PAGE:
Repairs Help Protect Value of Units in Ageing Blocks

February 10, 2010 SCMP

The tragic collapse of an old building at 45J Ma Tau Wai Road has reignited worries about the structural safety, repair and maintenance of old buildings in Hong Kong.

The fate of other affected blocks will now hinge on the results of the investigations and decisions to be taken by the Building Authority. If those buildings are found to pose danger, they could be demolished under the Buildings Ordinance.

If a building is demolished, strata title owners will no longer have claims to a flat, but will be left with respective undivided land shares in the relevant land. The value of each interest will then be dictated by the redevelopment value of the land and the title owners’ land share holdings.

Most buildings in Hong Kong are held under strata title ownership and the rights and obligations of the co-owners are governed by the relevant deed of mutual covenants.

Owners of a building typically own certain undivided shares in the lot, and exclusively own a certain portion or unit in the building. They also share the responsibility of repairing and maintaining common areas such as staircases and lifts.

The deed of mutual covenant normally also regulates the redevelopment arrangements of the building.

The collapsed building in Ma Tau Wai Road is owned by a single owner. The adjoining lot 45H, which has a five-storey building, has been divided into five equal and undivided shares. Each fifth of a share of the lot entitles owner to the exclusive possession of one designated floor of the building.

There have been commentaries that the site of the collapsed building and the adjoining lots will attract significant buying interest. Owners of the affected properties need to consider how to deal with their properties, including options of holding and disposal.

The toppled block is likely to be encumbered by claims for loss of life and other damages. The owners of other affected properties should be free to transfer the property title, subject to encumbrances such as building orders.

For properties ripe for redevelopment, owners can get the best price for their interests in a joint sale, more preferably with adjoining lots, as this would help to release the lots’ redevelopment and marriage values and they can share the benefits.

A joint sale can ideally be made by agreement among owners, though buyers can also make individual offers to owners and/or bulk purchase offers to all the affected owners. Where owners in a building cannot agree on a joint sale, the Land (Compulsory Sale for Redevelopment) Ordinance is frequently used to facilitate the sale.

Where a building no longer exists, the Partition Ordinance can assist the owners in selling their interests in the land. The ordinance allows co-owners to apply to the court for approval to sell the land and there has been a precedent in which various adjoining lots were ordered for sale as a whole by a court under the Partition Ordinance.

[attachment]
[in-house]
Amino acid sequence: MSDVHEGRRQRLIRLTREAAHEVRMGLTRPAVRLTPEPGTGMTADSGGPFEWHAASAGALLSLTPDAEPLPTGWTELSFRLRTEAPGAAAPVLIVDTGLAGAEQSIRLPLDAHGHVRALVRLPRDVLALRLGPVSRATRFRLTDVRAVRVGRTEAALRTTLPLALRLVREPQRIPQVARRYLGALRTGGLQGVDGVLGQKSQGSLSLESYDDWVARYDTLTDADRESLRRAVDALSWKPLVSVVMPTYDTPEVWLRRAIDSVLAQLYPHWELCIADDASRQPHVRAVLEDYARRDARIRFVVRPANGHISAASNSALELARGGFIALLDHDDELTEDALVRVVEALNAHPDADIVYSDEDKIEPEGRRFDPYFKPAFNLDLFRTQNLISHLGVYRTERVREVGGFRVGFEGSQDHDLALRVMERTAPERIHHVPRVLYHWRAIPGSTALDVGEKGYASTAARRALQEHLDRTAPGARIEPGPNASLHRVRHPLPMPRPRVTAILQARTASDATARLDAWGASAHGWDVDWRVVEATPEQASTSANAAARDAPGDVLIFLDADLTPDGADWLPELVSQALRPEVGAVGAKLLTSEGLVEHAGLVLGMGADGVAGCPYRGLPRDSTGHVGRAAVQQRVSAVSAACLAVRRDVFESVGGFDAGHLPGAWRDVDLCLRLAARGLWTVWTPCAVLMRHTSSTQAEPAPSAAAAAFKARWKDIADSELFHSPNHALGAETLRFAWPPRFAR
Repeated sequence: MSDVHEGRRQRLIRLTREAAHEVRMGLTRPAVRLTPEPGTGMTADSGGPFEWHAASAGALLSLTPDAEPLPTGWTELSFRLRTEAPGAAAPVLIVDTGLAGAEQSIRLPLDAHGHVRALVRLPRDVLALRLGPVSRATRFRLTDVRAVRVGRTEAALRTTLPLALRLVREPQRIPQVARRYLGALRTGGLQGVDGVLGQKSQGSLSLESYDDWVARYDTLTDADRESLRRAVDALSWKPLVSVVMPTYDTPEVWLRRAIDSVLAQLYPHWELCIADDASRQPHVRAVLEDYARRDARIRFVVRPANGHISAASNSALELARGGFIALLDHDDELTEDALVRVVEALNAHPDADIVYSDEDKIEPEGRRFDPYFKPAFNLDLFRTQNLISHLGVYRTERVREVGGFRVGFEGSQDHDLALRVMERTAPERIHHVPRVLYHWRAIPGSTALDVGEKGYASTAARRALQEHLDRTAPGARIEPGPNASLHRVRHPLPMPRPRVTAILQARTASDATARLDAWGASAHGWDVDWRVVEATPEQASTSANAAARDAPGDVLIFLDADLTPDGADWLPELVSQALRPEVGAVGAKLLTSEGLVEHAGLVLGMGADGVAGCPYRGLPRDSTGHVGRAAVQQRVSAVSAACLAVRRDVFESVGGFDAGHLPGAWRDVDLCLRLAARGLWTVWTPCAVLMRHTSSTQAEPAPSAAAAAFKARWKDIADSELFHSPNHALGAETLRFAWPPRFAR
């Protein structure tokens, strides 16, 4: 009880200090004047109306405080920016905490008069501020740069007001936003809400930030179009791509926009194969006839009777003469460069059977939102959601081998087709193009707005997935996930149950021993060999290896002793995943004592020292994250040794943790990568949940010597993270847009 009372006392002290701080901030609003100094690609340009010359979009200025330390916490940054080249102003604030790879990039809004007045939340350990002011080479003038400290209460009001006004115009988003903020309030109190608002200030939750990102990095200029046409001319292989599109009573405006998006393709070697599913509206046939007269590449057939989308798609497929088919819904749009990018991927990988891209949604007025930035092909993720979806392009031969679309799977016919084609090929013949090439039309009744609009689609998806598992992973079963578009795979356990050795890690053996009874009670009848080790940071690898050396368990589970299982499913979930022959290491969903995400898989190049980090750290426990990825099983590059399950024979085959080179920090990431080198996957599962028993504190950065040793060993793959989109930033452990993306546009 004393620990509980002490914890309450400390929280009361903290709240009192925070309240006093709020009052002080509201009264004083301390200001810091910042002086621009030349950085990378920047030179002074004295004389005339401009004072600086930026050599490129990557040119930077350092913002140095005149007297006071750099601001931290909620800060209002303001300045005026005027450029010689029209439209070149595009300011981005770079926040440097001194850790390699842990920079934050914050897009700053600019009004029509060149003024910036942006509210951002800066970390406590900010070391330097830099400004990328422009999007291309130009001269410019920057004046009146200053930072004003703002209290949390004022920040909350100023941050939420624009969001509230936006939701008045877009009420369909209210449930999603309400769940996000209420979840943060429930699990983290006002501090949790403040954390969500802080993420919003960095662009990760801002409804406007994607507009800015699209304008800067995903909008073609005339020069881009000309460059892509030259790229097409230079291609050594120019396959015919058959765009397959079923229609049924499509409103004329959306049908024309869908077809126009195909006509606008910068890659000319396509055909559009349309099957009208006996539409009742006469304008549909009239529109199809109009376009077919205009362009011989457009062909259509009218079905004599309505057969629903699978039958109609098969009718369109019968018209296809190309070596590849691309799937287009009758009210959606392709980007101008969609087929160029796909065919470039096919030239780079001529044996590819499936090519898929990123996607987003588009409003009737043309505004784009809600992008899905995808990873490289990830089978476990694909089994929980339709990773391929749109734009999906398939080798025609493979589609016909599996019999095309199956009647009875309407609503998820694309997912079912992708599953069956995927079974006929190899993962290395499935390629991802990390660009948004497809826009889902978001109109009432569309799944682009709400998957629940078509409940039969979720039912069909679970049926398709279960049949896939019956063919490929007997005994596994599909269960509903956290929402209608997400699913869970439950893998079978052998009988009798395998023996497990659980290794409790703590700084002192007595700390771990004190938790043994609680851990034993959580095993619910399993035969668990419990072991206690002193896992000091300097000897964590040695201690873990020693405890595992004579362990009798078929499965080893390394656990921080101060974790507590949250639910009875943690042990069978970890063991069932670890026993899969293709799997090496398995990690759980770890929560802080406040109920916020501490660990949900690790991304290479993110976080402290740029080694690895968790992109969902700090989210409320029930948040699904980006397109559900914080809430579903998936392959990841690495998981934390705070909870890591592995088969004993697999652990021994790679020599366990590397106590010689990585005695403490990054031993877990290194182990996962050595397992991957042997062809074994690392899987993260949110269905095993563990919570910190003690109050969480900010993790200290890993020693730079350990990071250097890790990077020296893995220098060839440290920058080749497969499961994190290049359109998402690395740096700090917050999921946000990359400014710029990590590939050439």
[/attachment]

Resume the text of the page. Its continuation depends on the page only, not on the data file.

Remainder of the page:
The value of the combined lots, including their marriage value, was realised in this sale and each of the owners benefited. The sale proceeds were divided among the owners based on the sizes of the lots and their respective shares in each lot.

As such, owners on the lot with no building thereon would then share the sale proceeds of the lot with respect to their undivided land share, unless the deed of mutual covenant provides otherwise.

Investors in valuable ground floor shops in old buildings must be mindful of land share holdings.

In urban areas, many valuable shops are ground floor premises of old tenement blocks five to six storeys high. It is not uncommon for these shops to have the same land share holding as each of the upper floors, say one-fifth or one-sixth of the land, while the values of ground floor units could be many times higher than the upper-floor units.

It makes good economic sense for the ground-floor owners to try to keep the buildings in good condition to safeguard the investment value of their properties. They owner may also seek to boost their influence in the building by increasing their land share holdings by buying more units in the building.

The loss of life and damage caused by the collapse of the building at 45J Ma Tau Wai Road, meanwhile, has raised awareness of the need to repair and maintain buildings and of the physical life span of old blocks, particularly those more than 50 years old.

A lot of old, high-rise and multi-owned buildings in Hong Kong do not warrant redevelopment on economic considerations and are, meanwhile, getting older. It is increasingly important for owners in such buildings to realise they have to act together to carry out proper and regular repairs and maintenance for safety reasons and to extend the physical life of the buildings, which will help preserve the rental and capital values of their properties.

In the interests of the wider community and the security of the physical infrastructure of Hong Kong, buildings should not be allowed to fall into disrepair.

Lau Chun-kong, International Director and Head of Valuation Advisory Services, Jones Lang LaSalle

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